The small spot size (5 mm diameter) of the instrument means that only a small proportion of the sample will be analysed. By reducing the grain size of the sample, the inherent heterogeneity of the sample is decreased, and the analysed proportion of the sample becomes more representative of the material being analysed.

2. Infinite Thickness

Infinite thickness is defined as the minimum thickness a sample must be in order to absorb all the x-rays of the primary x-ray beam emitted from an XRF instrument. If the infinite thickness is not met, then some of the X-ray are lost from the sample and result in underreporting of some elements. The infinite thickness is dependent the depth of x-ray penetration and is primarily determined by the density of the sample medium.

3. Dry Samples

An important aspect of sampling for XRF analyses is to ensure samples are dry prior to testing. Wet samples often seriously interfere with readings, making results unreliable. The presence of moisture causes systematic under reporting of elements. This can be a result of the water molecules diffracting the incident energy, reducing the amount of energy that interacts with the sample and is subsequently detected by the pXRF instrument. Therefore, it is always recommended that samples are dried prior to analysis to obtain reliable results.

4. Sample contact

You must make sure that the window is clean and in contact with the sample for the full length of the analysis. The polypropylene window on the pXRF instrument is 4 µm thick to enable an abundance of primary x-ray beam to reach the sample and the florescence to then get back to the detector. Any additional barrier between the sample and the instrument e.g. plastic sample bags, attenuate the signal to and from the instrument causing systematic under reporting of element but can also cause elements that are present in the plastic to be added to the reported element concentrations.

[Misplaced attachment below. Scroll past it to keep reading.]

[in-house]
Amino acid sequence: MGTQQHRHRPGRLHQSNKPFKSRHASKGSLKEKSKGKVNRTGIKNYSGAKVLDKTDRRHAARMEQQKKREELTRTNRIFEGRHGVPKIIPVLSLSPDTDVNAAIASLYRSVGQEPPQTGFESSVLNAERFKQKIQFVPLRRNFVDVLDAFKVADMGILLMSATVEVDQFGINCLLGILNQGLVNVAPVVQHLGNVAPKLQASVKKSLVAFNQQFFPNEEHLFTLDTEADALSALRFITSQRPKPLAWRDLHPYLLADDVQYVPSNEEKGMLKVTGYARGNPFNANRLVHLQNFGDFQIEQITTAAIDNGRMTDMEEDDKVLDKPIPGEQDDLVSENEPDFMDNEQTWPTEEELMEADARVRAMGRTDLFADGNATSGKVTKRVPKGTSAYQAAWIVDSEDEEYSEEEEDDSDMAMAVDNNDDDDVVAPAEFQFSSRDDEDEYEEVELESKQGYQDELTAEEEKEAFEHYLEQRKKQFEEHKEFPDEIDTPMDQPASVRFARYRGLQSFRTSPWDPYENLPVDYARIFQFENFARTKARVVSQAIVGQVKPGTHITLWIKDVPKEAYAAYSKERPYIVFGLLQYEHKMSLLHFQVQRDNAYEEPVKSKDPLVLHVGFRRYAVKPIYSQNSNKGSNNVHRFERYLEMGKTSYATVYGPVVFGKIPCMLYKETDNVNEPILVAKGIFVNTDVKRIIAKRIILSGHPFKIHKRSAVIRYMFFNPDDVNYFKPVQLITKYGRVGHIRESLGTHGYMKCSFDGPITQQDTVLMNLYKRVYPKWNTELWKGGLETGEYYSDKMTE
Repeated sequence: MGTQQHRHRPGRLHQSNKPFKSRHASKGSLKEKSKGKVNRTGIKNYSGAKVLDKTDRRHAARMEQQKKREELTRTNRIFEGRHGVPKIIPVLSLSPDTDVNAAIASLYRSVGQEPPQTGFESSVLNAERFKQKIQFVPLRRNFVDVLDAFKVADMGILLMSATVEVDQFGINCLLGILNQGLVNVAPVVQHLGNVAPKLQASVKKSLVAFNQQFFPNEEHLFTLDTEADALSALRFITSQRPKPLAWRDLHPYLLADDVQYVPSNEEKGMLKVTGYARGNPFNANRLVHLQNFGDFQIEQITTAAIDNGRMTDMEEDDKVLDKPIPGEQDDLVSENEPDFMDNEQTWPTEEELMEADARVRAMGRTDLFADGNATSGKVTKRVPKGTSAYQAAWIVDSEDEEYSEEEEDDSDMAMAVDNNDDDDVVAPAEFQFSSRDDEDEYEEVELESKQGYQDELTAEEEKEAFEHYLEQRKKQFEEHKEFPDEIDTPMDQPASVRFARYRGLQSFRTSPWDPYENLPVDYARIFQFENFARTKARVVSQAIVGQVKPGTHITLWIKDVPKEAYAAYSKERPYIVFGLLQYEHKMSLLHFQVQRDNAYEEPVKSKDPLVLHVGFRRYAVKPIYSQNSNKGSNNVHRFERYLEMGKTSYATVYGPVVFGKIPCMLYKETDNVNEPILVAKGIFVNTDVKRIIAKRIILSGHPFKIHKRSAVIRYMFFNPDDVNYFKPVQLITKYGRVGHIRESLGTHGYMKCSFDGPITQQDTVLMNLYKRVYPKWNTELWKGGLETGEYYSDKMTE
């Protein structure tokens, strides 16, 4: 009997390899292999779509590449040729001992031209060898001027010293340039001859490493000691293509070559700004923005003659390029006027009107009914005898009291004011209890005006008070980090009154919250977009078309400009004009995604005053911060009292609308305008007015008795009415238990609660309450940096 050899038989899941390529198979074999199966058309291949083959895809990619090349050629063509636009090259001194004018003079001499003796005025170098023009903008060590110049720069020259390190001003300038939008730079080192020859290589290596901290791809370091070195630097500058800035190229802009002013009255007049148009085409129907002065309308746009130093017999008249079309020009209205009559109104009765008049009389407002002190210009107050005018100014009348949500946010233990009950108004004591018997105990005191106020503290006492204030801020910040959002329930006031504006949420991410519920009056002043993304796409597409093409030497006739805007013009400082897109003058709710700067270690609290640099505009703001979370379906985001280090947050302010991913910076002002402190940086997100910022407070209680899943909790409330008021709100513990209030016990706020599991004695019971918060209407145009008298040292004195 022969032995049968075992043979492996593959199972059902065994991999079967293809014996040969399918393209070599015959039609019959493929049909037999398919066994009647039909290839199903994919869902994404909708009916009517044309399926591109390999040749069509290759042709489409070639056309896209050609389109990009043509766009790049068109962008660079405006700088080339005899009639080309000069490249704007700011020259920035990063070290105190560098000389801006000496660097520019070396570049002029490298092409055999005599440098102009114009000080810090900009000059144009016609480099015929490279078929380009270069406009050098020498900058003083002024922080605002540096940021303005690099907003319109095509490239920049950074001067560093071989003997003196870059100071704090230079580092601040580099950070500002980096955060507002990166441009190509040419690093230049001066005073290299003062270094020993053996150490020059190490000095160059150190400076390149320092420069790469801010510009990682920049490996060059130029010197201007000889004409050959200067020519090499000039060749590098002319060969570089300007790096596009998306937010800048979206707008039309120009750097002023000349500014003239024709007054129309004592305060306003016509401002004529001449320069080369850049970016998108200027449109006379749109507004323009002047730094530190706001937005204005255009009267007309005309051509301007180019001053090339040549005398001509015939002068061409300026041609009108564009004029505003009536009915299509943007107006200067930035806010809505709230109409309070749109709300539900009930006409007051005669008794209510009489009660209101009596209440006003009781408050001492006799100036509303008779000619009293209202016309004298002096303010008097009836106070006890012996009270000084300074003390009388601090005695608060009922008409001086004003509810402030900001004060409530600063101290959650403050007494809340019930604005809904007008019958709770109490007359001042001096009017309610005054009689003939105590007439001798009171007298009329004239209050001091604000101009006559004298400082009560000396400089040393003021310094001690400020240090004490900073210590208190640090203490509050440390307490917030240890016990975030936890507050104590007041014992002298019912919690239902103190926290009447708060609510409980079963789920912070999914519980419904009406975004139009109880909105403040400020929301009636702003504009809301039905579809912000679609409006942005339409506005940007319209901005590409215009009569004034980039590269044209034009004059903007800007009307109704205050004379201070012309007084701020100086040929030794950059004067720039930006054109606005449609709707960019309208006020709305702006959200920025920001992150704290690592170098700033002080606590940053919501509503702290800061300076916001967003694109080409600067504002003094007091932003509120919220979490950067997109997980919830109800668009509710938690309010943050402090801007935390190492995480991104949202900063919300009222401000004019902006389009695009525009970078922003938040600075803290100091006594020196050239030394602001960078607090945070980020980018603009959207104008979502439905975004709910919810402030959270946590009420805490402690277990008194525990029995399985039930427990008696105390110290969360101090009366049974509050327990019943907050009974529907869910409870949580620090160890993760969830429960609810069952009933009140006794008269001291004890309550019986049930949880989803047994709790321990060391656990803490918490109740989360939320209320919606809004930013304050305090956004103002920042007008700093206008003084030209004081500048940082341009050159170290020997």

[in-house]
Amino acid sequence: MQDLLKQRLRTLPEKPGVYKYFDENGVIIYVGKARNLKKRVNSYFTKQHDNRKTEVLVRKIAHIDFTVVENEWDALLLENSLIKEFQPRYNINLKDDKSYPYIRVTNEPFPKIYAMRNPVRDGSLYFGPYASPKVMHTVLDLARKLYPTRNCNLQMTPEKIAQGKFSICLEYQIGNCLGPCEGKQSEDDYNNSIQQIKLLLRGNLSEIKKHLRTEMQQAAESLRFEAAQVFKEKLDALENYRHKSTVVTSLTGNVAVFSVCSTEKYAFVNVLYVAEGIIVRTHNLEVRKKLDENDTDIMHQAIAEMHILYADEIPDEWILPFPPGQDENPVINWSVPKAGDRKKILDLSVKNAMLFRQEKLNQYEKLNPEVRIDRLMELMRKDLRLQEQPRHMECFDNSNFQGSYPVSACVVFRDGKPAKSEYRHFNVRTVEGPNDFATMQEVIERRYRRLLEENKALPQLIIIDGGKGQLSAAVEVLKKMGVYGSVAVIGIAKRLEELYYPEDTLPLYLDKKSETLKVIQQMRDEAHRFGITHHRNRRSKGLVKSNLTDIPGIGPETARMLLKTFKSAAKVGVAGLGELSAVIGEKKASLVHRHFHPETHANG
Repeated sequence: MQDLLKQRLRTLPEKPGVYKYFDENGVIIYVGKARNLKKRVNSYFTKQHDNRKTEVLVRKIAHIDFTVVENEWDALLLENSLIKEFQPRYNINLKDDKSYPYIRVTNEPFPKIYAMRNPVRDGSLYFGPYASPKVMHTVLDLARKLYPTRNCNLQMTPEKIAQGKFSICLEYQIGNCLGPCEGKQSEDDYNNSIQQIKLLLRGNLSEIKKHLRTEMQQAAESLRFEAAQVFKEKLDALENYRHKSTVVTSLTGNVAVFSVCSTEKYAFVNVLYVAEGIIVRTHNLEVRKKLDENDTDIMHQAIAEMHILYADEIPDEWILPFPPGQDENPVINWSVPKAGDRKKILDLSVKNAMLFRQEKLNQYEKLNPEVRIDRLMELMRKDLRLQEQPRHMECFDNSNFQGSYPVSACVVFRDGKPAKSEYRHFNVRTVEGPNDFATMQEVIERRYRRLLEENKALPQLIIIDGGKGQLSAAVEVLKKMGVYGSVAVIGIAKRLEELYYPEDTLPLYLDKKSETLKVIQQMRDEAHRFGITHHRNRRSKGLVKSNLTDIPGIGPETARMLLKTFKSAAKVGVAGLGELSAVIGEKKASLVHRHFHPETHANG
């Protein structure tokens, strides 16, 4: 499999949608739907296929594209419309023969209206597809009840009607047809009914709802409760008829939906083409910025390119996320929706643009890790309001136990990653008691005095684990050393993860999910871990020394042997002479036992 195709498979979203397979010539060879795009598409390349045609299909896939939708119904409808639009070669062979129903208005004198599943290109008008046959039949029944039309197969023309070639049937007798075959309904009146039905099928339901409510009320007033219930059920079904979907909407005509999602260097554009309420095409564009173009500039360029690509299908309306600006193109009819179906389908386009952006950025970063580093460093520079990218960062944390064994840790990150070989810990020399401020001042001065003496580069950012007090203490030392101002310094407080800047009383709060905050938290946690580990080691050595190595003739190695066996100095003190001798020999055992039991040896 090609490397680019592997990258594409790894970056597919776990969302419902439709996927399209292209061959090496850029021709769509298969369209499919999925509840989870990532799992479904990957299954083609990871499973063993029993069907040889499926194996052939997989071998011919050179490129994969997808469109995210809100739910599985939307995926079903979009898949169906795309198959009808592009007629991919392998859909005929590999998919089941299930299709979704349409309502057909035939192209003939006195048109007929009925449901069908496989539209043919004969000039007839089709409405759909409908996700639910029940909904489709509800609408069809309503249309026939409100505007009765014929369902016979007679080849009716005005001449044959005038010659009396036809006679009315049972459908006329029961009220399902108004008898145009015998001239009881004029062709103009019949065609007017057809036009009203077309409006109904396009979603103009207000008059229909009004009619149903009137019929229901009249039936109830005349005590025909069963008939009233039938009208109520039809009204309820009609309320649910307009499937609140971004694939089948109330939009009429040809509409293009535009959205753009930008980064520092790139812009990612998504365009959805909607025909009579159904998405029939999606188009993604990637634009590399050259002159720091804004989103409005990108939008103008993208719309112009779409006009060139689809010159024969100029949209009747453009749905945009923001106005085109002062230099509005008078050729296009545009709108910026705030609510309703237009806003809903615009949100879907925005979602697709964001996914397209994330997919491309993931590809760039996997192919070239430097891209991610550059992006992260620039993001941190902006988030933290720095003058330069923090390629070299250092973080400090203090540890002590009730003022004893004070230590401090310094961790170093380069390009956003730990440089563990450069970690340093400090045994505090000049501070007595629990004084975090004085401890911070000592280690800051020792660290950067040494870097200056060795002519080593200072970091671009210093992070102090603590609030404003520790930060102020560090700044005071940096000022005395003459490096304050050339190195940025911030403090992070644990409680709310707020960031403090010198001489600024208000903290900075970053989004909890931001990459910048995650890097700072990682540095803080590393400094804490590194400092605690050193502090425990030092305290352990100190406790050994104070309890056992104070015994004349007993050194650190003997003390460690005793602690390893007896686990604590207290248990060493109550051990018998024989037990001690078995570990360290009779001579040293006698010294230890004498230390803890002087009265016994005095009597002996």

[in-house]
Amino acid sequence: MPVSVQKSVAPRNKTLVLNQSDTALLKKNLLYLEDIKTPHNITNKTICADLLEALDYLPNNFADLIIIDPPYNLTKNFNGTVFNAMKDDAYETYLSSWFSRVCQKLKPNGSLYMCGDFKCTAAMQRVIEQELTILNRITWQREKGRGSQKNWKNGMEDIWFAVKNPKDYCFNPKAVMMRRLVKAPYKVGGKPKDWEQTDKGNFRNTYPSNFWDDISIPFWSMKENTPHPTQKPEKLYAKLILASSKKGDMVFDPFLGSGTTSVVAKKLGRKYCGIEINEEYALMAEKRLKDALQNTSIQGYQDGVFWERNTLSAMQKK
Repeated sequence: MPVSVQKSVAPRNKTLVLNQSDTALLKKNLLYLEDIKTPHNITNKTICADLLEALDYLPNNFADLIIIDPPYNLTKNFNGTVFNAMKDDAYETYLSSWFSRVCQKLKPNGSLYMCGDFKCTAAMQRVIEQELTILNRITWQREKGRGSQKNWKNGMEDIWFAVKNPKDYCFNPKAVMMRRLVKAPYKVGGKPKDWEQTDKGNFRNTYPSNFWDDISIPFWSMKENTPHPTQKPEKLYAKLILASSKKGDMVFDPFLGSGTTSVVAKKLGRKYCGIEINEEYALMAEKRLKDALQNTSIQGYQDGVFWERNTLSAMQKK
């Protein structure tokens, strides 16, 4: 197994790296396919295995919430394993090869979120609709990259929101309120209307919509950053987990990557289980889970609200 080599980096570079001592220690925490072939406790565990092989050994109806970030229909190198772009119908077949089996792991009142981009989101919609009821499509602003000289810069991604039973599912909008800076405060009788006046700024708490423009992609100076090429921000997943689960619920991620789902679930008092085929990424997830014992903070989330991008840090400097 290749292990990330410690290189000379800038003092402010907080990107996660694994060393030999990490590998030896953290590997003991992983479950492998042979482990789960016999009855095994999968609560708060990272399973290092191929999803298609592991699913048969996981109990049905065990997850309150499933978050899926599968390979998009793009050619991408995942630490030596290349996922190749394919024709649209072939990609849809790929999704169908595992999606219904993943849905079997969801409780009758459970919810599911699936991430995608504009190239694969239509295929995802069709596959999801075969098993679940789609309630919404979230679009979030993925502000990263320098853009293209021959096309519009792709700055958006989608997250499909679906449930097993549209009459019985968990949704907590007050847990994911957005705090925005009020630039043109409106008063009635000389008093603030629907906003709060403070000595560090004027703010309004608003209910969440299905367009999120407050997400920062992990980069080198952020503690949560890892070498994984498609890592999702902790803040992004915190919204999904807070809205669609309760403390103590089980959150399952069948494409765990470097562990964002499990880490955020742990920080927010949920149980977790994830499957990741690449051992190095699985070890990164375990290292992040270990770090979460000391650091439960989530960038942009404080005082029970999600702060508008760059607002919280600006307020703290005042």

Image reference: Gazley, M; Wellnitz, K (2019) X-ray transmission and pXRF: implications for the analysis of geological samples through different media. Geochemistry: Exploration, Environment, Analysis.19(4):343

Quality Assurance and Quality Control

Certified Reference Materials (CRM’s) are of great assistance to the QAQC (Quality Assurance and Quality Control) of pXRF data. They provide a certified check for data accuracy (as discussed above) as well as a quick way to check for low level contamination of the instrument. For users of portable X-ray fluorescence (pXRF) instruments, routine analysis of CRMs monitors the quality of your results during the sampling program and the baseline performance of the instrument. As mentioned previously, the use of CRMs allows the user to quantify the accuracy and precision of the results and determine whether post-processing is necessary.

For best practise we recommend:
• The use of multiple CRMs to assess and monitor the performance of your instrument,
• That the CRMs used contain the elements of interest to your project and cover the expected concentration range,
• A CRM is analysed every 20 to 30 samples,
• During sampling the result for an element(s) of interest in the CRM is monitored to maintain confidence in the results,
• The use a quartz blank to monitor for low-level contamination on the analyse window or in the detector.

The results are only as good as the data. Good data in, leads to good data out.

For more information on sampling methodology contact info@portaspecs.com or refer to our website for training courses on pXRF instrumentation.